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Kitchen Kapers: 5 Things in the Kitchen That Keeps Your Photography Fresh

By Justin Heyes on October 12th 2014

Photography gear and accessories can be expensive. You don’t need to to spend a fortune on gear that might already be in your kitchen. Here is a list of five things that you can use to better your photography, all of which can be found in your kitchen.

[REWIND: TASTY FOOD PHOTOGRAPHY | HOW TO MAKE YOUR VIEWER’S MOUTH WATER]

Kitchen-Photography_Cover

1.  Cutting Board

Wood is a simple background that can bring class to product photography. The contrast of the natural materials and high tech gadgetry is especially pleasing.

If you decide to use this tip, make sure that you use a clean unused board. You don’t want to be contaminating your product with last night’s dinner.

Kitchen-Photography_Wood

 2. Cheesecloth

Cheesecloth is a loose-woven gauze-like cotton cloth used primarily in cheese making and cooking. Usually, it comes in a pack of about 6-9 yards for around $4 at your local grocery store.

The fabric can be used for lens clean cloth due to its soft, lint free nature. The material also acts like tough spun (a type of diffusion). Each layer of fabric is roughly 1/8 diffusion for reference.

Kitchen-Photography_CheeseCloth

 3. Waxpaper

Speaking of diffusion, waxpaper may be used to prevent confectionery goods from sticking to each other, but it also can be used as a diffuser. It may not have the quality and accuracy of professional diffusion, but it can be use for that photographer on a tight budget or if you’re in a pinch.

Like the cheesecloth,  it can range anywhere from 1/8 to 1/16 depending on the brand.  Waxpaper is also has high heat resistance so there is no need to worry about it melting with constant light sources.

Kitchen-Photography_Waxpaper

4. Metal Colander

Used for draining pastas, this hole-y utensil can help you fill in your shadows. Bouncing your speed light off the surface creates a large source that can be better than direct flash.

Though it might help you make a beautiful dinner,  it is no substitute for a beauty dish. If placed behind your model it can create streaks of light that are difficult to mimic in Photoshop.

Kitchen-Photography_Bowel

 5. Cling Wrap

Cling wrap is often used to keep food fresh; it can also be used to prevent portraits from being stale. It creates a dreamy, light leak look for less than a dollar. To add a splash of color to the images use a few magic markers or sharpies  on the plastic before wrapping the lens.

If that retro look is not for you, the cling wrap can be used as a makeshift  poncho for your gear (just make sure to wrap it really tight.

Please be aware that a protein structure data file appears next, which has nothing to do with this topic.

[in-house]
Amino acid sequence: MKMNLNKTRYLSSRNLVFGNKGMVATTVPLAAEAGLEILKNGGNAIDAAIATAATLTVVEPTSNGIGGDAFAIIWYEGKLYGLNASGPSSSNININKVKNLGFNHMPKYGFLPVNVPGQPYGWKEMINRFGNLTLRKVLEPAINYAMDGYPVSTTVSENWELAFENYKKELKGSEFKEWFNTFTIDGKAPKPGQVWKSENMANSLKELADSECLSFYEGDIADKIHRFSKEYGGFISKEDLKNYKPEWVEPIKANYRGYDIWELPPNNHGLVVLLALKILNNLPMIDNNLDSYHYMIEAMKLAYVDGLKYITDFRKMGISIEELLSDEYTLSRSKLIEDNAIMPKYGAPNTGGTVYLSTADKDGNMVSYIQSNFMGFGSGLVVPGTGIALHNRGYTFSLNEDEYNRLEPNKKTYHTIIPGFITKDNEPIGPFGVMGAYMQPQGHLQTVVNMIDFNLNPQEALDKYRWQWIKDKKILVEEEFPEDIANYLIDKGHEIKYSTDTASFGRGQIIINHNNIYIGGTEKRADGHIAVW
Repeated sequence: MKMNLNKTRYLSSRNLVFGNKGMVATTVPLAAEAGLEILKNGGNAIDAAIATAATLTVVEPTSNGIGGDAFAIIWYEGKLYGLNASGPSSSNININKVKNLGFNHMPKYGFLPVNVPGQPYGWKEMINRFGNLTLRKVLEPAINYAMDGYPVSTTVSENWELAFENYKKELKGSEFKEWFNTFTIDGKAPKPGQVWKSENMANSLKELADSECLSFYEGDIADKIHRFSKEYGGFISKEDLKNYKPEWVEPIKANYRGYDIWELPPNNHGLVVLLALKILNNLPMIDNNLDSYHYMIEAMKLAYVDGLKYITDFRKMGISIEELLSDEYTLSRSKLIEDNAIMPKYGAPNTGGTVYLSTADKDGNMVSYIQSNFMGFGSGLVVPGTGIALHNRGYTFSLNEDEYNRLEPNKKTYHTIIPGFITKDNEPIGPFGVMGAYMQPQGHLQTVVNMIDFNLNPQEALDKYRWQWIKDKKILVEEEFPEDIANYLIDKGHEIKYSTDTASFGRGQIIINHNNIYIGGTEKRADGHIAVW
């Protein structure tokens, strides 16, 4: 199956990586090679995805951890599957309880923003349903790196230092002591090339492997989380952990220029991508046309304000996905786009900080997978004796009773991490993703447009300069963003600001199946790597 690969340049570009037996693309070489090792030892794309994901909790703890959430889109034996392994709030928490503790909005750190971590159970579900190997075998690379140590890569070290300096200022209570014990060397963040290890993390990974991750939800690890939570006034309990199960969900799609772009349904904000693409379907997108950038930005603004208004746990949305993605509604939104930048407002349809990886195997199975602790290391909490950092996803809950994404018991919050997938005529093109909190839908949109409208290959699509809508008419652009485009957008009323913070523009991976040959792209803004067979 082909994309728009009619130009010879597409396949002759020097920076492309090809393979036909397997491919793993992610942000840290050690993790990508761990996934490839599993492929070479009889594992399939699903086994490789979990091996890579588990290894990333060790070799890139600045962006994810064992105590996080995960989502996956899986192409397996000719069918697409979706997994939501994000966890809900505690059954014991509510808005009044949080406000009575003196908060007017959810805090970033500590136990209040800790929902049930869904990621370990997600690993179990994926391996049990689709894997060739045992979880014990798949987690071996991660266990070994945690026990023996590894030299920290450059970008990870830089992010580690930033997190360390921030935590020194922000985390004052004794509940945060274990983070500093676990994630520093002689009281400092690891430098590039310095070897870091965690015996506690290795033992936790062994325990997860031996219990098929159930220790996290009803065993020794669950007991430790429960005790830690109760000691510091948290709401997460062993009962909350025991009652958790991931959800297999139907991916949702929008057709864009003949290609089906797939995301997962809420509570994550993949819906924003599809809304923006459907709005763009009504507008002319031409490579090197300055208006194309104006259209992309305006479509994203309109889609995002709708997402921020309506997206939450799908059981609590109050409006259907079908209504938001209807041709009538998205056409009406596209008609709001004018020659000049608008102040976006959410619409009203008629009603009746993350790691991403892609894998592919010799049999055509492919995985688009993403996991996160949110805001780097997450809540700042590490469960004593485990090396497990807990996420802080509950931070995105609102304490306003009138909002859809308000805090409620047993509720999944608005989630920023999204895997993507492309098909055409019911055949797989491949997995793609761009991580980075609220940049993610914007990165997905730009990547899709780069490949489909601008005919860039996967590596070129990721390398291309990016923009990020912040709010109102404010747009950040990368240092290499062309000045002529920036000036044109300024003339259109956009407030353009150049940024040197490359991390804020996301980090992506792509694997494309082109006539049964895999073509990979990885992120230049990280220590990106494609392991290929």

Kitchen-Photography_Cling-Wrap

BONUS Tip: Aluminum Foil

Aluminum foil is a must have in any situation. It can be used for an instant reflector or an interesting background. If you are hesitant on getting that 5-in-1 reflector, give this food saver a try.

Aluminium  can be had for about a dollar at your local discount store. Combine this with foam core poster board you have something that can rival the name brands.

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Do you have anything from your home to better your photography? Tell us below!

 

 

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About

Justin Heyes wants to live in a world where we have near misses and absolute hits; great love and small disasters. Starting his career as a gaffer, he has done work for QVC and The Rachel Ray Show, but quickly fell in love with photography. When he’s not building arcade machines, you can find him at local flea markets or attending car shows.

Explore his photographic endeavors here.

Website: Justin Heyes
Instagram: @jheyesphoto

Q&A Discussions

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  1. Richard Cassley

    I use a knitting needle with a paperclip taped to top; great for holding unwanted plant stems out of the way in the field without damaging. Also, try using two to hold plant steady in a breeze, works a treat!

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  2. Mehmet Dinler

    Cover an umbrella’s inside with lots of foil…Yes, it is a big portrait octagon reflector!

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  3. Herm Tjioe

    Ummm, I’m hungry now

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  4. Bhargav Patel

    Great tip! Thank you!!!

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  5. Peter Nord

    Shooting out in the hot sun I wrap the camera and lens in AL foil. Otherwise camera and lens temp rise fast. Just wrap it around a tripod leg when finished.

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  6. Ryan Gentles

    Great tips

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  7. Diane Colquhoun

    I just love the effect of the foil in the background!

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  8. Daniel Thullen

    Some really great ideas!

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  9. Chuck Eggen

    I’ve used the wax paper to diffuse strobes. It works well. Wrinkled foil makes a great makeshift backdrop for small products, even wedding rings in a pinch.

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  10. Kim Farrelly

    Love DIY-ing stuff…
    If you have a mylar blanket lying about they make great reflectors and fold up really small. More ideas please.

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  11. Uday Arunachalam

    great article, definitely going to try the aluminum foil idea….Thanks

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